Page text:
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Fanned in Boston
Joe Lemire
February 01, 2010
Politicians who flub Hub sports can get the quick hook
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February 01, 2010

Fanned In Boston

Politicians who flub Hub sports can get the quick hook

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Ignorance of sports in Boston can prove wicked costly—just ask Democratic senate candidate Martha Coakley (far right), who mistakenly called Red Sox hero Curt Schilling (right) a "Yankee fan" and then on Jan. 19 paid for it at the polls.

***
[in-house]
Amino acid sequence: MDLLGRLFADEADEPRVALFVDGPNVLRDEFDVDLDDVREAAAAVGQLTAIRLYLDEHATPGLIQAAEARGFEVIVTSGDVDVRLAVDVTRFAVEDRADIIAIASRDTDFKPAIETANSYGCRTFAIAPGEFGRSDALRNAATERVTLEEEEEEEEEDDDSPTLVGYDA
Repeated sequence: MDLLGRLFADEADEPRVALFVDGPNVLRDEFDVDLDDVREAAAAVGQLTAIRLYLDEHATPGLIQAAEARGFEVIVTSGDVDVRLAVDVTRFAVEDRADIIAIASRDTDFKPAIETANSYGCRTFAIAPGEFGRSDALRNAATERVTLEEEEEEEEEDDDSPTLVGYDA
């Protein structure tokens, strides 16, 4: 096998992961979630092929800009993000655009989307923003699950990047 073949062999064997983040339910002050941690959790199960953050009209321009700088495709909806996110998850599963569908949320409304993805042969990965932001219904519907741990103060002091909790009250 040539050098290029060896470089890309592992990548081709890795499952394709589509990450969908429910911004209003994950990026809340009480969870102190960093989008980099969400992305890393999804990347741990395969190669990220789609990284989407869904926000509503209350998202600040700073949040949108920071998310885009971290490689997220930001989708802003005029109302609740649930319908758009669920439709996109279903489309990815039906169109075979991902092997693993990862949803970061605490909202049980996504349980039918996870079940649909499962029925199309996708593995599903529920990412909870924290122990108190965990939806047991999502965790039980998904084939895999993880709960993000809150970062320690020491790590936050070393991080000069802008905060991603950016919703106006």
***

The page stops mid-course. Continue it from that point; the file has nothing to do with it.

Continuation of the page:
1984

Ronald Reagan—a former sportscaster yet—welcomes the Celtics to the White House by butchering the names Cowens ("KO-vens"), Havlicek ("Hah-VLEE-zlak") and Heinsohn ("HEIN-shone"). FALLOUT: Omnipotent elsewhere, the Gipper barely carries the state that fall.

1998

Massachusetts senator Ted Kennedy calls Bill Clinton and Al Gore "home run kings for working families," likening their efforts to those of "Mike McGwire" and "Sammy Sooser." FALLOUT: Zilch. Kennedy is reelected to a seventh term—in the seat Coakley would eventually lose—with 73% of the vote.

2004

Presidential hopeful John Kerry makes more errors than iron-gloved Sox first baseman Dick Stuart, referring to Green Bay's "Lambert Field"; to his favorite current Sox player, "Manny Ortez"; and to his alltime Sox fave, Eddie Yost, who never played in Boston. FALLOUT: George. Walker. Bush.

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